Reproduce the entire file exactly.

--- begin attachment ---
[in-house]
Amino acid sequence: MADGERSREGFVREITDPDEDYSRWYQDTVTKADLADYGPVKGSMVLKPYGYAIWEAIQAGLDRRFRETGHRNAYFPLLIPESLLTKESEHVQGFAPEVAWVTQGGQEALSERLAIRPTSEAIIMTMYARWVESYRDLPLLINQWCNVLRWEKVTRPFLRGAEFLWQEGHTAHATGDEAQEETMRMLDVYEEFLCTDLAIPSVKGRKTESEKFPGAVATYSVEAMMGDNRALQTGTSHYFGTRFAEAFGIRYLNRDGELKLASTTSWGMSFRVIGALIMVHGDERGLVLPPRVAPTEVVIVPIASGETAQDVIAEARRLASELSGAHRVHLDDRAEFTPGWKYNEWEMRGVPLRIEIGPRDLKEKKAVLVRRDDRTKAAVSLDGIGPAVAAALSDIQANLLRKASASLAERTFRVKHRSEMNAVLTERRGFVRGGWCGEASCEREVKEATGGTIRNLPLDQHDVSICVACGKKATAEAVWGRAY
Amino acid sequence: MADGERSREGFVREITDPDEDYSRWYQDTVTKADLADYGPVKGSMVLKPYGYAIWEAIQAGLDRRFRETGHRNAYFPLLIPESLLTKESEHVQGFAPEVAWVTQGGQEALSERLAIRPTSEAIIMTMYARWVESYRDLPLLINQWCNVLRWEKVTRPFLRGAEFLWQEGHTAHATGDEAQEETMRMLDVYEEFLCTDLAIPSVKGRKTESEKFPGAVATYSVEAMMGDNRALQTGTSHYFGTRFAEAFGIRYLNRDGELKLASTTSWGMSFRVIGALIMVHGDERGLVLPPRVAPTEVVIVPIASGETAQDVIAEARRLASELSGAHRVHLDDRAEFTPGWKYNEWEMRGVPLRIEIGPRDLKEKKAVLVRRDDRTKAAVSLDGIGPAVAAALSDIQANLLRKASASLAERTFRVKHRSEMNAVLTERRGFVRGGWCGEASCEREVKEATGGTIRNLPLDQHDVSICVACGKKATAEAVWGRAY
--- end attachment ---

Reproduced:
[in-house]
Amino acid sequence: MADGERSREGFVREITDPDEDYSRWYQDTVTKADLADYGPVKGSMVLKPYGYAIWEAIQAGLDRRFRETGHRNAYFPLLIPESLLTKESEHVQGFAPEVAWVTQGGQEALSERLAIRPTSEAIIMTMYARWVESYRDLPLLINQWCNVLRWEKVTRPFLRGAEFLWQEGHTAHATGDEAQEETMRMLDVYEEFLCTDLAIPSVKGRKTESEKFPGAVATYSVEAMMGDNRALQTGTSHYFGTRFAEAFGIRYLNRDGELKLASTTSWGMSFRVIGALIMVHGDERGLVLPPRVAPTEVVIVPIASGETAQDVIAEARRLASELSGAHRVHLDDRAEFTPGWKYNEWEMRGVPLRIEIGPRDLKEKKAVLVRRDDRTKAAVSLDGIGPAVAAALSDIQANLLRKASASLAERTFRVKHRSEMNAVLTERRGFVRGGWCGEASCEREVKEATGGTIRNLPLDQHDVSICVACGKKATAEAVWGRAY
Amino acid sequence: MADGERSREGFVREITDPDEDYSRWYQDTVTKADLADYGPVKGSMVLKPYGYAIWEAIQAGLDRRFRETGHRNAYFPLLIPESLLTKESEHVQGFAPEVAWVTQGGQEALSERLAIRPTSEAIIMTMYARWVESYRDLPLLINQWCNVLRWEKVTRPFLRGAEFLWQEGHTAHATGDEAQEETMRMLDVYEEFLCTDLAIPSVKGRKTESEKFPGAVATYSVEAMMGDNRALQTGTSHYFGTRFAEAFGIRYLNRDGELKLASTTSWGMSFRVIGALIMVHGDERGLVLPPRVAPTEVVIVPIASGETAQDVIAEARRLASELSGAHRVHLDDRAEFTPGWKYNEWEMRGVPLRIEIGPRDLKEKKAVLVRRDDRTKAAVSLDGIGPAVAAALSDIQANLLRKASASLAERTFRVKHRSEMNAVLTERRGFVRGGWCGEASCEREVKEATGGTIRNLPLDQHDVSICVACGKKATAEAVWGRAY